This week, when you look out your window, there is a good chance you will see monarch butterflies fluttering back through the Twin Cities area as part of their astonishing annual multigenerational migration between North America and Mexico. And as they do, I'll think back to my boyhood on a central Illinois farm, when the plant these magnificent insects love to eat was the bane of my existence — and I, in a sense, was the bane of theirs.

Monarchs eat milkweed and milkweed only; deprive them of this plant and they cannot survive. But milkweed's deep roots also compete with crops for water and nutrients. So every June, my dad would assign my cousins and me to walk the soybean fields and pull by hand the weeds he hadn't been able to plow under with his tractor.

This was hard labor, and we hated it.

There was, then, perhaps some irony when in 1996 the company I joined after earning my doctorate in microbiology and biochemistry — Monsanto — began marketing Roundup Ready soybeans. These genetically modified seeds enabled farmers to use Roundup herbicide, generically called glyphosate, to control many weeds, including milkweed, without harming their beans. The combination of the genetically modified seed and glyphosate also produced many environmental benefits.

But not for monarchs, because the herbicide helped rid farmers' fields of milkweed better than boys like me ever could. And in these and ensuing years, several other developments also began to harm the monarch: government policies that encouraged crop expansion for biofuel to replace the harmful gasoline additive MTBE; logging in the monarch's Mexican forest home and freakishly bad weather, among others.

Eventually, it became apparent that this combination of forces was shrinking the monarch's annual migration between Mexico and Canada. And today, the monarch has become an emblem of the dramatic conflict between farming's role in feeding humanity and its impact on biodiversity and the environment.

Fortunately, however, all kinds of interests — environmentalists, wildlife and conservation groups, farmers, agricultural companies, and government — are now joining forces to protect this beautiful creature. Earlier this year, for example, the U.S. Fish and Wildlife Service pledged $1.2 million for habitat restoration, research and seed production. And we at Monsanto recently announced that we have committed $4 million to support grants to the National Fish and Wildlife Foundation and other organizations to aid experts working to benefit the monarch and its habitats.

These are strong initial steps, but more is needed to address this very complex challenge. For example:

• We need to build on the efforts of groups like Forests for Monarchs to restore the monarchs' winter home in the mountain forests of central Mexico.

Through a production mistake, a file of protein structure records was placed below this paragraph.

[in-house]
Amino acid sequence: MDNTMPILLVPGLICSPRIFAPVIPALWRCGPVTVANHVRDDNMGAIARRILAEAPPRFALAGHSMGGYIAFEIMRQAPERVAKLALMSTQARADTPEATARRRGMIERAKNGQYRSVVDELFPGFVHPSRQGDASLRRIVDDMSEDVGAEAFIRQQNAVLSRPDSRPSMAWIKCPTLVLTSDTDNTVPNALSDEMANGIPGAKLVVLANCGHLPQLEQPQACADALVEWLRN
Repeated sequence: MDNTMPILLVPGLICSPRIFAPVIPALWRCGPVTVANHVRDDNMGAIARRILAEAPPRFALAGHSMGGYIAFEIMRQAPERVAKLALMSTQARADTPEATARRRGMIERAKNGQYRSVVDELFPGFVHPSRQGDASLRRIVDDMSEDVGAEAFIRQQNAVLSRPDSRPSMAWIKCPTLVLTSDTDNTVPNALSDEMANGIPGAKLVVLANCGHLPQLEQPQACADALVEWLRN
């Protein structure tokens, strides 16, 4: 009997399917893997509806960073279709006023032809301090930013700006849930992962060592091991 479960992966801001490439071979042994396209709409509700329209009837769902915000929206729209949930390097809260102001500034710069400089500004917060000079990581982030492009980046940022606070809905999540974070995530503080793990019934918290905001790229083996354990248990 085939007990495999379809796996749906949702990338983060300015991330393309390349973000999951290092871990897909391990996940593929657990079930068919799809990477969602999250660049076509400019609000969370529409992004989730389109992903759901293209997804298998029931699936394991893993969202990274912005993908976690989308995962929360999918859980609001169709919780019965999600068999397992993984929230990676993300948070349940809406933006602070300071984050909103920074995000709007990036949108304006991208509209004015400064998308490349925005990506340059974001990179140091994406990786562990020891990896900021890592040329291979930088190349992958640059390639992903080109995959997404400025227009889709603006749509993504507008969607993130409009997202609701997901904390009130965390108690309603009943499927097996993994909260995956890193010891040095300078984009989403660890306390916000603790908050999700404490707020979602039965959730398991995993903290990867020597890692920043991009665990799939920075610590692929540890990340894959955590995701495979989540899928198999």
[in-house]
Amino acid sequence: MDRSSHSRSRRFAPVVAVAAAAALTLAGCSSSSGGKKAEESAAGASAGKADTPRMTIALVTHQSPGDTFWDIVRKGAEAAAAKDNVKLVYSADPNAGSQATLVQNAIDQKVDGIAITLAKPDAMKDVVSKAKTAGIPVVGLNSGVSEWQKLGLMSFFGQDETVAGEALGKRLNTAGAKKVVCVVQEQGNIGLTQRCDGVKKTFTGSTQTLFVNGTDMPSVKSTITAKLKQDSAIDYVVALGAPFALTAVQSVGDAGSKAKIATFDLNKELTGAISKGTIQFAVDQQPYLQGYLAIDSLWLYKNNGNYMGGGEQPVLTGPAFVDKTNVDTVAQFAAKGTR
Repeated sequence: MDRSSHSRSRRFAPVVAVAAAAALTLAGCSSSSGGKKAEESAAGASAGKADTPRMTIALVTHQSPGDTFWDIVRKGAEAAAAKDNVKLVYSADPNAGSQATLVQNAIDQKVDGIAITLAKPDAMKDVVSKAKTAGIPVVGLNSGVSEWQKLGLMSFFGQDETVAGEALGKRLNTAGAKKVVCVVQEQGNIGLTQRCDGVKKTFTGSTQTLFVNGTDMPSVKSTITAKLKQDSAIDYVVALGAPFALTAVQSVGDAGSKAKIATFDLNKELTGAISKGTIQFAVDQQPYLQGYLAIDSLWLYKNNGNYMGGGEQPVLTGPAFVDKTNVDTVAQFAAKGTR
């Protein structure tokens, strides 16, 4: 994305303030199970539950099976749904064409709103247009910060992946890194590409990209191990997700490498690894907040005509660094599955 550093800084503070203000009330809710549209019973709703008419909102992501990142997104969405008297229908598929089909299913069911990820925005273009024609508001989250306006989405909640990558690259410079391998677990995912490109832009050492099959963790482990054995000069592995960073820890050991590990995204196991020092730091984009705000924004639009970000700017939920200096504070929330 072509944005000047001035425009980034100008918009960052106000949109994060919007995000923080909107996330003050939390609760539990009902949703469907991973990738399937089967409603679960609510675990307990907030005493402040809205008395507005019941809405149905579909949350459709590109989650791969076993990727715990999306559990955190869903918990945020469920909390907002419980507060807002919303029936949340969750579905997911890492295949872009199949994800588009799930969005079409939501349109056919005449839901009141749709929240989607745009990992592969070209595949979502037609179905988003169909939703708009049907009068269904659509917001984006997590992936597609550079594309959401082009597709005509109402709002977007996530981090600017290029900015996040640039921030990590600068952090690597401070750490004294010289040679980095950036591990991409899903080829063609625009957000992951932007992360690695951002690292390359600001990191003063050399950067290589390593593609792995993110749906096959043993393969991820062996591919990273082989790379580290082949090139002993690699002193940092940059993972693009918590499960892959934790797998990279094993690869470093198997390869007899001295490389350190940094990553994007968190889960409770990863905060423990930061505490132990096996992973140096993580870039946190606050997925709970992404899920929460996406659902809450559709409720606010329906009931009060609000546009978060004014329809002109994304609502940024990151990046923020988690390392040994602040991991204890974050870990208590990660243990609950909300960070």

• We need to understand how to ward off pests, like the debilitating parasite that's infecting nonmigratory monarchs in Florida and is threatening to spread to migratory monarchs.

• Most important, we need to restore milkweed populations. Not in farmers' fields, where they would interfere with the goal of feeding humanity, but in many other places.

This third item will take years. But it can be done.

For example, federal and state departments of transportation already are reassessing mowing and vegetation management guidelines along country roads, highways and other places where milkweed can grow. As a next step, pasturelands, land managed under the federal Conservation Reservation Program (CRP) and other appropriate areas should be planted.

Likewise, through the good work of groups like Monarch Watch and Monarch Joint Venture, we've learned that certain areas along the monarch corridor, especially in the Upper Midwest, are critical. But now more research is needed to determine exactly where habitat restoration efforts should be focused.

In addition, the U.S. Department of Agriculture can encourage the inclusion of milkweed in soil conservation and habitat restoration programs by nonprofit organizations — groups such as Xerces Society, Pheasants Forever and Quail Unlimited — which already are active in this effort. City gardens, parks and urban landscaping also can be managed in more monarch-friendly ways.

To accomplish all this, we'll also need technical innovations, such as large-scale milkweed seed production. And we'll need to continue to innovate in agriculture itself. Because by embracing advances such as molecular breeding, genetic modification, microbials and precision agriculture, we can sustainably produce more food on less land — enabling us to turn more farmland back into habitat for monarchs and other creatures. "Sustainable intensification" can help us achieve an enormous win-win — for humanity, which needs food, fiber and energy, and for the environment.

I'm optimistic. The monarch — that wondrous creature with which I've somehow been involved my whole life — is a powerful motivator.

Robert T. Fraley is the chief technology officer at Monsanto.